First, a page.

If there are any accessibility exceptions, these should be covered too. Lastly, anyone must know who they can contact should they encounter accessibility problems not outlined in the exceptions.
Be sure to place this document in an accessible place on your site.
By now, you’re probably wondering where to start, but what you should also know is that there is no need to make all these changes to your site manually. What’s more, manual implementation of these guidelines is both costly and time-consuming.
So, what’s the solution?
The answer is semi-automated accessibility tools.
AudioEye is the first tool we recommend to anyone. Not only is it affordable, but the advanced technology behind it truly simplifies the web accessibility process. What sets AudioEye apart is the fact that it combines AI algorithms with IAAP-certified experts to make EQA compliance that much easier.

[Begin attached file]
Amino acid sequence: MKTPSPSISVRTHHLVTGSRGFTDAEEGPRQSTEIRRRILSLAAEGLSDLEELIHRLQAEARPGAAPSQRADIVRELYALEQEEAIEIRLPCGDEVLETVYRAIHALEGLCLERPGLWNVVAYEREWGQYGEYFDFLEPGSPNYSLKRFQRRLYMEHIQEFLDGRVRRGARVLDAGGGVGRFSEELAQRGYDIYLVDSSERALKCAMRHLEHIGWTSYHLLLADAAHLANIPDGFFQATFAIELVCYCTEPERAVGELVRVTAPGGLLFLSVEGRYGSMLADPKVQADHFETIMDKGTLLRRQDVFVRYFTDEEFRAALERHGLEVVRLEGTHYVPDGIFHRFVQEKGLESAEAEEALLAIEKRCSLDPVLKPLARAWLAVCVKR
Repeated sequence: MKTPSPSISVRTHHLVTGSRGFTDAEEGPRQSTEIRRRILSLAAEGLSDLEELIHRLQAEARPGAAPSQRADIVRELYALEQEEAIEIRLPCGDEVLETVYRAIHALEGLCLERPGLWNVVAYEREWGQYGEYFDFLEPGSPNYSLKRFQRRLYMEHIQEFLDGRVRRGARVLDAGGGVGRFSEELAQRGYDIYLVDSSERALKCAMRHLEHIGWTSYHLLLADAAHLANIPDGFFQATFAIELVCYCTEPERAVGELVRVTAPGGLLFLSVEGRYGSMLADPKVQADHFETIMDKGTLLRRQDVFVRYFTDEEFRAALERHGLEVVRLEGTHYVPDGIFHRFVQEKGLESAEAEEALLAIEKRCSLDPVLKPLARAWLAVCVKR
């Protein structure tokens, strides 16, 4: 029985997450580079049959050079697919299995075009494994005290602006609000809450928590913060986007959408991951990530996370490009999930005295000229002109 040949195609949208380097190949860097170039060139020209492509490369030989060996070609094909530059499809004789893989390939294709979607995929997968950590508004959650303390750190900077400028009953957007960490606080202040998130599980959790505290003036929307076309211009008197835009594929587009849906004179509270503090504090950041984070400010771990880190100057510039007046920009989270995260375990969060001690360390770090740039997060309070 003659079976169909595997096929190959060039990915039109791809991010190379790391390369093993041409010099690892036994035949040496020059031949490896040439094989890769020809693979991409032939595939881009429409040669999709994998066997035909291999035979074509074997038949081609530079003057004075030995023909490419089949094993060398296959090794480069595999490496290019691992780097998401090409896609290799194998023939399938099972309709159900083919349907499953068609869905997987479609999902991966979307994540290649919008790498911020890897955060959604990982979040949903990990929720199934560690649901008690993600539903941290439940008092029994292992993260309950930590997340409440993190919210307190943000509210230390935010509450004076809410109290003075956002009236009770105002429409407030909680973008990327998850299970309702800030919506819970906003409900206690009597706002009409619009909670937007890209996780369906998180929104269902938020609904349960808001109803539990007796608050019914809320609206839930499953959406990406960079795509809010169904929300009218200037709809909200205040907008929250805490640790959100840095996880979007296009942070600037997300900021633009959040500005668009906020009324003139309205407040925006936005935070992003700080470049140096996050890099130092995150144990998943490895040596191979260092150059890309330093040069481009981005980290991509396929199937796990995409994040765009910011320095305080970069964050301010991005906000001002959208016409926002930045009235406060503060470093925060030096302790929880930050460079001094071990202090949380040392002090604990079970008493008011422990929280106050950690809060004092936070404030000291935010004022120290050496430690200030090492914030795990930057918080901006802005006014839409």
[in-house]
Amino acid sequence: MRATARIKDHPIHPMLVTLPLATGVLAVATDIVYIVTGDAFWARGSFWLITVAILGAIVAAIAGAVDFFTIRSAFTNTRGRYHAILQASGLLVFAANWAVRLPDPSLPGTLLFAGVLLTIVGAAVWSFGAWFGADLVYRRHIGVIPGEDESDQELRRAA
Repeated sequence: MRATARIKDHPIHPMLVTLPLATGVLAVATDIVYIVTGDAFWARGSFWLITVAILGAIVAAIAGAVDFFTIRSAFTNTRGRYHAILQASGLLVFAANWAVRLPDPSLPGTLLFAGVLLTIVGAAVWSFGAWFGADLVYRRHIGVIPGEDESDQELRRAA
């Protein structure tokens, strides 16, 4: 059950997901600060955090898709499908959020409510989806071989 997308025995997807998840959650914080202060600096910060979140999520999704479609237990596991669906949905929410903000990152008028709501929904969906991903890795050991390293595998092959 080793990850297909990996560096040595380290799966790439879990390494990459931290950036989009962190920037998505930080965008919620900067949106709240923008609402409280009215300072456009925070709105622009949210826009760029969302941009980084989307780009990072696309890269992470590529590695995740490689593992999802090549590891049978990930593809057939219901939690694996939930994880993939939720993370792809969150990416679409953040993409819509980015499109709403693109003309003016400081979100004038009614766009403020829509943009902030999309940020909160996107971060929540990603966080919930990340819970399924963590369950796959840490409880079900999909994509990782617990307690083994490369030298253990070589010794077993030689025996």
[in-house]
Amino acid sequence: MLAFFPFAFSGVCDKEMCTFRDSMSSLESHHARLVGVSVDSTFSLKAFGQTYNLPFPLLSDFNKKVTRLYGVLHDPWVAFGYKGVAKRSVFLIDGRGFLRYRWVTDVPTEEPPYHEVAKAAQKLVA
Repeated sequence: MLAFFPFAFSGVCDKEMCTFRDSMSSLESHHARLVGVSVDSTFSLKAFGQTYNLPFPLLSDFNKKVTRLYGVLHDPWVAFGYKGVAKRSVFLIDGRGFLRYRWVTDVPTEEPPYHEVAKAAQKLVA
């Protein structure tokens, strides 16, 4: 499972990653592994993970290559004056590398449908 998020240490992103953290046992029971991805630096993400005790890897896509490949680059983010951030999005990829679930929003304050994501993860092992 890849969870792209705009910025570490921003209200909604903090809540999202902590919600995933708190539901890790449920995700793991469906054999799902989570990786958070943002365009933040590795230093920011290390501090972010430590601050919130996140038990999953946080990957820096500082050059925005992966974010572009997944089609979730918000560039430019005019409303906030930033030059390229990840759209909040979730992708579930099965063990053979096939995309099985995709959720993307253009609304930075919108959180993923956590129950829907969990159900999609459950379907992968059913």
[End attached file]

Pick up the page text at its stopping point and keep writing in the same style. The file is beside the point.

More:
These patented algorithms automatically alter most of your site’s code. Any changes that can’t be done automatically are applied by experienced industry experts.
If you want an easy way to become BGG compliant and reduce the risk of encountering BGG lawsuits, this is the tool you should try first.
If you prefer to consider more than one solution for your projects, accessiBe and essential accessibility are also worthwhile options.
This guide should have left you with all the information you need to protect your brand, boost your revenue stream and join a movement that helps create a more accessible society for all.
Web accessibility issues don’t need to be overwhelming – that’s what tools like AudioEye are for, so take advantage.
There has never been a better time to become BGG and BITV compliant.
But looking to make your website BITV compliant?